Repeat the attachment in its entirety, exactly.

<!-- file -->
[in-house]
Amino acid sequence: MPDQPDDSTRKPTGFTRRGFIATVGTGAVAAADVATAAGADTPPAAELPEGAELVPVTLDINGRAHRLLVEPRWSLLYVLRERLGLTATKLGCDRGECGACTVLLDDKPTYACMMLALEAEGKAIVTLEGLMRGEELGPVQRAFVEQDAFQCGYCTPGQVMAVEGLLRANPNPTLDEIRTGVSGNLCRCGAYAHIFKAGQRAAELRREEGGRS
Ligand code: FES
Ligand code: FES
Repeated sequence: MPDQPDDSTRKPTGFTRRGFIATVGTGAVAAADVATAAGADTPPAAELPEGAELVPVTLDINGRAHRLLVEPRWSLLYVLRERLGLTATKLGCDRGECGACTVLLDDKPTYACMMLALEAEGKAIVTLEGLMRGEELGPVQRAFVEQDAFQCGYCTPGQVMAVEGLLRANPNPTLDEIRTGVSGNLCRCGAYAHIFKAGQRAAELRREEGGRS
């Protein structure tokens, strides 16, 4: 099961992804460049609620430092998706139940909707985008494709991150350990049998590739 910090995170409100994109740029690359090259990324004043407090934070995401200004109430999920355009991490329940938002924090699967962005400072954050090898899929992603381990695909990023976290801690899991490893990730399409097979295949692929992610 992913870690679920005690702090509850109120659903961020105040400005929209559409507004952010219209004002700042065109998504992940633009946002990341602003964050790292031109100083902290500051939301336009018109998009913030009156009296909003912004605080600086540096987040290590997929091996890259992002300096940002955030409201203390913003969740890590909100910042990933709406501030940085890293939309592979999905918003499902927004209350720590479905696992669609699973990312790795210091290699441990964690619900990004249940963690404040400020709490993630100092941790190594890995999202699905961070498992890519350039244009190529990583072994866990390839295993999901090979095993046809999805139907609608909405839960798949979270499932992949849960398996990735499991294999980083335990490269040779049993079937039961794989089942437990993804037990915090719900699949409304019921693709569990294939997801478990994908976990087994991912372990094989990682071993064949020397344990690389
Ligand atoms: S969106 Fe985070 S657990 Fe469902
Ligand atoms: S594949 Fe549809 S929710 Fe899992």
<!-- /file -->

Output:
[in-house]
Amino acid sequence: MPDQPDDSTRKPTGFTRRGFIATVGTGAVAAADVATAAGADTPPAAELPEGAELVPVTLDINGRAHRLLVEPRWSLLYVLRERLGLTATKLGCDRGECGACTVLLDDKPTYACMMLALEAEGKAIVTLEGLMRGEELGPVQRAFVEQDAFQCGYCTPGQVMAVEGLLRANPNPTLDEIRTGVSGNLCRCGAYAHIFKAGQRAAELRREEGGRS
Ligand code: FES
Ligand code: FES
Repeated sequence: MPDQPDDSTRKPTGFTRRGFIATVGTGAVAAADVATAAGADTPPAAELPEGAELVPVTLDINGRAHRLLVEPRWSLLYVLRERLGLTATKLGCDRGECGACTVLLDDKPTYACMMLALEAEGKAIVTLEGLMRGEELGPVQRAFVEQDAFQCGYCTPGQVMAVEGLLRANPNPTLDEIRTGVSGNLCRCGAYAHIFKAGQRAAELRREEGGRS
């Protein structure tokens, strides 16, 4: 099961992804460049609620430092998706139940909707985008494709991150350990049998590739 910090995170409100994109740029690359090259990324004043407090934070995401200004109430999920355009991490329940938002924090699967962005400072954050090898899929992603381990695909990023976290801690899991490893990730399409097979295949692929992610 992913870690679920005690702090509850109120659903961020105040400005929209559409507004952010219209004002700042065109998504992940633009946002990341602003964050790292031109100083902290500051939301336009018109998009913030009156009296909003912004605080600086540096987040290590997929091996890259992002300096940002955030409201203390913003969740890590909100910042990933709406501030940085890293939309592979999905918003499902927004209350720590479905696992669609699973990312790795210091290699441990964690619900990004249940963690404040400020709490993630100092941790190594890995999202699905961070498992890519350039244009190529990583072994866990390839295993999901090979095993046809999805139907609608909405839960798949979270499932992949849960398996990735499991294999980083335990490269040779049993079937039961794989089942437990993804037990915090719900699949409304019921693709569990294939997801478990994908976990087994991912372990094989990682071993064949020397344990690389
Ligand atoms: S969106 Fe985070 S657990 Fe469902
Ligand atoms: S594949 Fe549809 S929710 Fe899992």